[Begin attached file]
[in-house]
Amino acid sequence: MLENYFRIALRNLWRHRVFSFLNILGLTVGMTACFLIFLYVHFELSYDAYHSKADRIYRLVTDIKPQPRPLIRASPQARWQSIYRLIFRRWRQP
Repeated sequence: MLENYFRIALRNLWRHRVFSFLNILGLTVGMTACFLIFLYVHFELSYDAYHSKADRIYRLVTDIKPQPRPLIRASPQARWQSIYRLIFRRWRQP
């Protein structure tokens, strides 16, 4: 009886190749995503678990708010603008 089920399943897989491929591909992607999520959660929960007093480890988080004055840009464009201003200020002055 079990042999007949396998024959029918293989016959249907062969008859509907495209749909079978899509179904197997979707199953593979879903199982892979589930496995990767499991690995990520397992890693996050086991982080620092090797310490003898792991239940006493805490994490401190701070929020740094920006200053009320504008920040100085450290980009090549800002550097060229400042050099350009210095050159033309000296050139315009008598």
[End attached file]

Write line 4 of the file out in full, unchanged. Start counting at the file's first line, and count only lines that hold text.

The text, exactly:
């Protein structure tokens, strides 16, 4: 009886190749995503678990708010603008 089920399943897989491929591909992607999520959660929960007093480890988080004055840009464009201003200020002055 079990042999007949396998024959029918293989016959249907062969008859509907495209749909079978899509179904197997979707199953593979879903199982892979589930496995990767499991690995990520397992890693996050086991982080620092090797310490003898792991239940006493805490994490401190701070929020740094920006200053009320504008920040100085450290980009090549800002550097060229400042050099350009210095050159033309000296050139315009008598």